Meanwhile, in Chaîntre, Dominique Cornin, who is now officially recognized as a biodynamic grower, started on September 22nd. Pouilly-Fuissé Clos Reyssié, belonging to the Hospices de Beaune, had been affected by a bad hale storm. What could be saved from disaster was very little. On the other hand, the area of Chaîntre and Chevrières produced healthy grapes with good acidity and alcohol level of 12° to 13°.
Jean Thévenet (Domaine de la Bongran) of course had decided to wait until October 6th. The forecast being in his favor, he decided to take a chance. The little rainfall on Oct 2nd and 3rd did not affect his decision. Temperatures were unusually low for this time of the year: low 40s in the am and low 60s in the pm.
Nicolas Rossignol started on September 24th, with his Bourgogne rouge vineyard old vines. He uses small boxes easy to handle. I was very impressed with the quality of the grapes. At the exception of Volnay Santenots badly damaged by hale, he was enthusiastic about the vintage. Time will tell.
Sébastien Gay started his harvest on September 26th, with a very much improved winery, giving himself more space to work with. I found him at the sorting table looking over the Chorey les Beaune grapes. This vineyard and also part of Aloxe Corton had been hit hard by a hale storm. After a first selection taking out all the bad bunches, the grapes went to another table for a second hand sorting. The harvest was over last Saturday, and fermentation is on the way. His Beaune and Savigny appellations were fine, showing great fruit, sugar between 12.2° and 12.8°, and perfect acidity. The Chorey, in spite of being damaged by hale, showed 12.5°.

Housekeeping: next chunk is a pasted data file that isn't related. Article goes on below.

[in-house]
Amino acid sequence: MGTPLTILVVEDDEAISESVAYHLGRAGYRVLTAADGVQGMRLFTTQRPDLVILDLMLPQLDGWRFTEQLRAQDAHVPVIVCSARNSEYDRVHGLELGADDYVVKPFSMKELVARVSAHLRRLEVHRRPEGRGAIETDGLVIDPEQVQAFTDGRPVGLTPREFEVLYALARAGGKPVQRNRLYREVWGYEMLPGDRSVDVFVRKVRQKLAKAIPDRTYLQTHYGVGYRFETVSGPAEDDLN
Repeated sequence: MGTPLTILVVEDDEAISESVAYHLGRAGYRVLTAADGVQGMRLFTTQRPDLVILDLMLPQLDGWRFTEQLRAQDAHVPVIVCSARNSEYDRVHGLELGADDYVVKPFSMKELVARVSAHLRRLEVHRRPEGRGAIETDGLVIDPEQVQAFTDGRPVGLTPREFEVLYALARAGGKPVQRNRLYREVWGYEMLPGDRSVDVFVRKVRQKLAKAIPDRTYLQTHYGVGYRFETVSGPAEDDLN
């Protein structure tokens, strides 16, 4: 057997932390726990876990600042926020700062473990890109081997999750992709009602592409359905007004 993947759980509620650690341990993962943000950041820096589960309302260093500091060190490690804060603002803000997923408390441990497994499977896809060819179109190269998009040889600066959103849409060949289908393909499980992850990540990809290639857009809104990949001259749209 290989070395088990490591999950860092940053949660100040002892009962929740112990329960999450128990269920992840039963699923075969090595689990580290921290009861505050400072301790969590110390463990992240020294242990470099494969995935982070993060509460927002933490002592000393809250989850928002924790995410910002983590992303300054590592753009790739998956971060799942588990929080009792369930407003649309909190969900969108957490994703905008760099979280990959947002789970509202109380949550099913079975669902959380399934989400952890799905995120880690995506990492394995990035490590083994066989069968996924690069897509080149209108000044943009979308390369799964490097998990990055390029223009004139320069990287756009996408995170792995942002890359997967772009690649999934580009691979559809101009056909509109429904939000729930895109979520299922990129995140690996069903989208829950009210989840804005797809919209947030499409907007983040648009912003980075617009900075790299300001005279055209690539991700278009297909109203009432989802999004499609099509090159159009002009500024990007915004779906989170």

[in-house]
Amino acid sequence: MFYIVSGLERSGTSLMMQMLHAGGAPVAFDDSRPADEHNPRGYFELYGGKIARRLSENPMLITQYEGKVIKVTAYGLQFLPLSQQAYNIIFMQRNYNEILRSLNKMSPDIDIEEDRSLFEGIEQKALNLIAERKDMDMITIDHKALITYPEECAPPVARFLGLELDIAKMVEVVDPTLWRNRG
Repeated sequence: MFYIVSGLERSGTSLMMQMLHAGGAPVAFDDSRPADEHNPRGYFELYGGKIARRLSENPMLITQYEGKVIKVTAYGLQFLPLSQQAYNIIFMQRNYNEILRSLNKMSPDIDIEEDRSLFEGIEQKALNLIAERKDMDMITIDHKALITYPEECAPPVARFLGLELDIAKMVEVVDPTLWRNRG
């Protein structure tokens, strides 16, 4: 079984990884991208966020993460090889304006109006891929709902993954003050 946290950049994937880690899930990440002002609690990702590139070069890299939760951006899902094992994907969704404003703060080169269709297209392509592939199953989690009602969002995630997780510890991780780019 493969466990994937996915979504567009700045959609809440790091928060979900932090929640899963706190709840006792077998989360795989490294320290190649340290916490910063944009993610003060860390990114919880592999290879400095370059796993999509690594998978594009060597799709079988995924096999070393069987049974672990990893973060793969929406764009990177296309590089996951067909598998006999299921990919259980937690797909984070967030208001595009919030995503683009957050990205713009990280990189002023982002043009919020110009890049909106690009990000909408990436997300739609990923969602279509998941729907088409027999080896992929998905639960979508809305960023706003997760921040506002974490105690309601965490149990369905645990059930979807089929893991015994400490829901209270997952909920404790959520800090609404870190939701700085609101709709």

Christophe Perrot-Minot started September 25th in his new modern winery across the highway. Very efficiently planned, and practical, his vats were transferred from his very cramped cellar in Morey St Denis. Because of the diversity of his appellations, each vineyard was harvested according to its degree of ripeness. On the sorting table, he and Jerome Gay, his assistant winemaker, were the last to sort out the bunches as they rolled into the destemmer. Every bunch looking perfectly healthy was cut in half. If pinkish inside, you discard!
Lalou Bize-Leroy was doing the same and was extremely pleased in spite of a very small harvest. Her vineyards, were very criticized for their bad appearance in previous vintages, starting in 2007, and are now the talk of Burgundy for their healthy appearance. Believe me, this is recognition!